Asked Many Times, But...

Discussion in 'Networking & Security' started by FlipperBizkut, Jul 31, 2016.

  1. FlipperBizkut

    FlipperBizkut [H]ard|Gawd

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    I'll ask again just to be sure...

    Got a new house and want to run network cables. Here are some details:

    Coming from central location housing the server (bedroom)
    Runs to two other bedrooms (2 runs each) and living room (4 runs)
    Potential runs to IP Security Cameras (PoE) (undetermined number of runs - 4 or less probably)


    Will be using network mainly to shoot h.264 1080p BluRay Rips to each bedroom and living room, cable via HD Homerun Prime, internet, possible light file transfers. Extra runs to each location to serve any consoles, AVRs, BluRay players, etc.

    The futureproofer in me says go cat6a. The realist in me says that by the time I need better than gigabit, fiber will likely be the way to go, so don't go cat6a. The cheapskate in me says that cat5e will be fine for my use case. The compromiser in me says to split the difference and get cat6.

    I will also be doing the install myself and terminating the cables myself (both punchdown keystones and crimped cables).

    Thoughts?
     
  2. colinstu

    colinstu 2[H]4U

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    Cat6a. It really doesn't cost much more, and helps futureproof / won't ever have to re-run new line if you ever had to.
     
  3. BlueLineSwinger

    BlueLineSwinger Gawd

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    Cat 5e:
    • cat 6a is actually a fair bit more expensive. It's Cat 6 that's only slightly pricier. But...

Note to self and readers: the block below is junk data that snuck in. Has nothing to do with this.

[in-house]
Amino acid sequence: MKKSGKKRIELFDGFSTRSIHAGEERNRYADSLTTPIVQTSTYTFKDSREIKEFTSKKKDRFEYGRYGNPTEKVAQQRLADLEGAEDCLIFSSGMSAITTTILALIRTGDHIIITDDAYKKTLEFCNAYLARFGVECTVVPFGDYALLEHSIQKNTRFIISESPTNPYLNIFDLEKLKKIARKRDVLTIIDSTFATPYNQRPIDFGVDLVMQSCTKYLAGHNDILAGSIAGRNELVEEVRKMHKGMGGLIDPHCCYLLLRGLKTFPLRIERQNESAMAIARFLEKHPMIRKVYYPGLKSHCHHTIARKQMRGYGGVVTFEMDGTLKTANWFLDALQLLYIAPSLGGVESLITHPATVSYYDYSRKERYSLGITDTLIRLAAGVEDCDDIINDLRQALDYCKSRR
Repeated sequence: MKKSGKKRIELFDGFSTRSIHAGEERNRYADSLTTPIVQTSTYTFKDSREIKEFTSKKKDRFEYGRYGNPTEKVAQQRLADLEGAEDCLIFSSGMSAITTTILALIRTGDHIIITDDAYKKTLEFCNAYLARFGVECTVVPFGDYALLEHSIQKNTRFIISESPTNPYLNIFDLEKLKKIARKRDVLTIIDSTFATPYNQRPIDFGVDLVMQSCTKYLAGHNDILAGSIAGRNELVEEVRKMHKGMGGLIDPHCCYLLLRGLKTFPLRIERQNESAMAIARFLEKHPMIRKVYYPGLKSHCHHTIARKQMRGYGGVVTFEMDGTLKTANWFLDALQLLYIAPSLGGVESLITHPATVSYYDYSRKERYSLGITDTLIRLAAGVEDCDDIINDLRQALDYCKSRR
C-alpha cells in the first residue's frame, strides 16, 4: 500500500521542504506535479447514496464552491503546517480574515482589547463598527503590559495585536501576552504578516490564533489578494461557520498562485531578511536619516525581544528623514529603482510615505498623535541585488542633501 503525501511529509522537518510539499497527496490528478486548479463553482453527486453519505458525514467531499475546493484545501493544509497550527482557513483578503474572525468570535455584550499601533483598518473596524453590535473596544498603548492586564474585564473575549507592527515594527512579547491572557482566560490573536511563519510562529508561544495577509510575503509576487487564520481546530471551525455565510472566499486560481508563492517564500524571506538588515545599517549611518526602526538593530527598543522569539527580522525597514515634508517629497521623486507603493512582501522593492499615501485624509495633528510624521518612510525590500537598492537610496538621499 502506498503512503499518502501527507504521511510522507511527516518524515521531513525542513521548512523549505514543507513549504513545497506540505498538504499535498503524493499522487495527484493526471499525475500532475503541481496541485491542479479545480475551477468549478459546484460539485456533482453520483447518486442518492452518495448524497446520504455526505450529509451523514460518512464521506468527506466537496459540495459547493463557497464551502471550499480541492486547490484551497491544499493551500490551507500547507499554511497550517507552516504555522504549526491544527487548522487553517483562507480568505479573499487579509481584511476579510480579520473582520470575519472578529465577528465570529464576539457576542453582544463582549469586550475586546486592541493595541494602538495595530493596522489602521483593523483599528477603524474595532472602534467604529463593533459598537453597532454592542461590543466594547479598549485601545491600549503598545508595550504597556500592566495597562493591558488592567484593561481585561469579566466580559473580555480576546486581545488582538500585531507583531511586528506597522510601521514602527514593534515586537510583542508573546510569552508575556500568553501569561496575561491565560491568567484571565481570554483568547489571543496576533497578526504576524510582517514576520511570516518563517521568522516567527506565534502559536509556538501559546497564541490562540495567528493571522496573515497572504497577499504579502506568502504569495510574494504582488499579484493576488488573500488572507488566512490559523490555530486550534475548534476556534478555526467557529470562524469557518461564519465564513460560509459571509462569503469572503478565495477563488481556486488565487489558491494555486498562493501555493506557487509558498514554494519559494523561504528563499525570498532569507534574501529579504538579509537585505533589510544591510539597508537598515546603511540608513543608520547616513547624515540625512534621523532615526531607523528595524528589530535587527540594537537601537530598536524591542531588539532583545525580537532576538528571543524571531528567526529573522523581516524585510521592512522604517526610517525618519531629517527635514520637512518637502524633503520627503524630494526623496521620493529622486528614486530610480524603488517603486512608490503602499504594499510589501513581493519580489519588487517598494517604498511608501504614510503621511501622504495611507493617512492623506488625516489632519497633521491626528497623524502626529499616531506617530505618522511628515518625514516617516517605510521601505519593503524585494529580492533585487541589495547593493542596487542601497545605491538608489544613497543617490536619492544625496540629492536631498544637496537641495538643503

• Absolutely nothing calls for Cat 6. Yeah, it can be used for short runs at 10 Gb, but that distance shrinks when a number of cables are bundled together and crosstalk between them becomes an issue.
    • Cat 6a is more difficult to properly install. It's much more sensitive to how the cable is stripped and individual wires are untwisted when punching down to a keystone jack, panel, etc. It's also more sensitive to things you might not normally think about when doing a home install, such as bend radius. Do the install wrong, and you're network is no better off than having run Cat 5e, and it cost more. Cat 6a cable is also generally thicker, meaning it's more difficult to pull and fewer runs can be made to a given spot.
    • You are not actually future-proofing by installing Cat 6a. There's no guarantee that any future equipment you buy will support 10 Gb, and even if it does there's no guarantee it'll use copper. The only way to future-proof is to run conduit to make it easier to replace wiring as needed.
    • In a home environment, there's no application that really benefits from having greater that 1 Gb connectivity. No client/host at the far end of a run is going to benefit from greater capacity. Even multiple Blu-Ray streams can easily be carried by a single 1 Gb connection.
     
  4. +Eric

    +Eric Limp Gawd